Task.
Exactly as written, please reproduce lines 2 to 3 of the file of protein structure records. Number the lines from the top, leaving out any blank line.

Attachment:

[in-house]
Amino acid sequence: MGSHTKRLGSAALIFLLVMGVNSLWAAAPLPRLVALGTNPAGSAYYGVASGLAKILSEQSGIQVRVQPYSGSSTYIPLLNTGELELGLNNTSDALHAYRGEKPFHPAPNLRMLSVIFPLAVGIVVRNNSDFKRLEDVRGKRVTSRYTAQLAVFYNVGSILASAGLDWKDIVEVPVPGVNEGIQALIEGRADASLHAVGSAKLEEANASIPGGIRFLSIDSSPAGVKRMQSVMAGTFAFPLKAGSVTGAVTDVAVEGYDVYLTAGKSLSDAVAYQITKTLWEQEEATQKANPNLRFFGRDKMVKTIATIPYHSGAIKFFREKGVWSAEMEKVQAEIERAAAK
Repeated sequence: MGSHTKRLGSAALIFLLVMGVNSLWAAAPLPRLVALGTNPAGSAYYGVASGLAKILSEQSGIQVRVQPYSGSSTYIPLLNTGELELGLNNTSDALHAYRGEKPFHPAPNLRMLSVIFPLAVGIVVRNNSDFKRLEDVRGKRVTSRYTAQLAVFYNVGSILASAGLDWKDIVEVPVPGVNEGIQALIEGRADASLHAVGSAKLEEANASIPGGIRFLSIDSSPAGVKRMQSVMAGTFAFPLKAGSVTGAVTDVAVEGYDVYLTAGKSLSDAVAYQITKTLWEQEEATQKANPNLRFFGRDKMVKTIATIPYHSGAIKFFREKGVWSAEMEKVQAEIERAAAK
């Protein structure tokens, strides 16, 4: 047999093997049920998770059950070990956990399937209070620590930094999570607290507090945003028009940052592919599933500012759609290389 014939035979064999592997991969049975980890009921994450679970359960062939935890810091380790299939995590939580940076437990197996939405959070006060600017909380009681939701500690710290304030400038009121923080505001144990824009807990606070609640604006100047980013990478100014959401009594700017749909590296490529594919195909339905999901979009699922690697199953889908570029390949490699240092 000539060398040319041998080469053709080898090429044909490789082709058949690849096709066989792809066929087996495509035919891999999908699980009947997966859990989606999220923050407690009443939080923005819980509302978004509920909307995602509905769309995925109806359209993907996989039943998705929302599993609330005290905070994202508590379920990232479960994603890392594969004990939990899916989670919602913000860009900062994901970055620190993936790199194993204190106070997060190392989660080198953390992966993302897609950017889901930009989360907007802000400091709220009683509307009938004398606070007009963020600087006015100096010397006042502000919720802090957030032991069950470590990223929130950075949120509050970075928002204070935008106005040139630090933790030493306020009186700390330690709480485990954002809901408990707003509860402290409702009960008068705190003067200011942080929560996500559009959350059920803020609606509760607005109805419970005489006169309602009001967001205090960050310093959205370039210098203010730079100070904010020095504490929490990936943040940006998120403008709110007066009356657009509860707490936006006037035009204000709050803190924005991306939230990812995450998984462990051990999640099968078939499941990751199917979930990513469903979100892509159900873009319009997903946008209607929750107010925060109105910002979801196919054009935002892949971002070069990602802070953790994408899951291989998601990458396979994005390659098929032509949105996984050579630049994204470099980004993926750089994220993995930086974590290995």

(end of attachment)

Amino acid sequence: MGSHTKRLGSAALIFLLVMGVNSLWAAAPLPRLVALGTNPAGSAYYGVASGLAKILSEQSGIQVRVQPYSGSSTYIPLLNTGELELGLNNTSDALHAYRGEKPFHPAPNLRMLSVIFPLAVGIVVRNNSDFKRLEDVRGKRVTSRYTAQLAVFYNVGSILASAGLDWKDIVEVPVPGVNEGIQALIEGRADASLHAVGSAKLEEANASIPGGIRFLSIDSSPAGVKRMQSVMAGTFAFPLKAGSVTGAVTDVAVEGYDVYLTAGKSLSDAVAYQITKTLWEQEEATQKANPNLRFFGRDKMVKTIATIPYHSGAIKFFREKGVWSAEMEKVQAEIERAAAK
Repeated sequence: MGSHTKRLGSAALIFLLVMGVNSLWAAAPLPRLVALGTNPAGSAYYGVASGLAKILSEQSGIQVRVQPYSGSSTYIPLLNTGELELGLNNTSDALHAYRGEKPFHPAPNLRMLSVIFPLAVGIVVRNNSDFKRLEDVRGKRVTSRYTAQLAVFYNVGSILASAGLDWKDIVEVPVPGVNEGIQALIEGRADASLHAVGSAKLEEANASIPGGIRFLSIDSSPAGVKRMQSVMAGTFAFPLKAGSVTGAVTDVAVEGYDVYLTAGKSLSDAVAYQITKTLWEQEEATQKANPNLRFFGRDKMVKTIATIPYHSGAIKFFREKGVWSAEMEKVQAEIERAAAK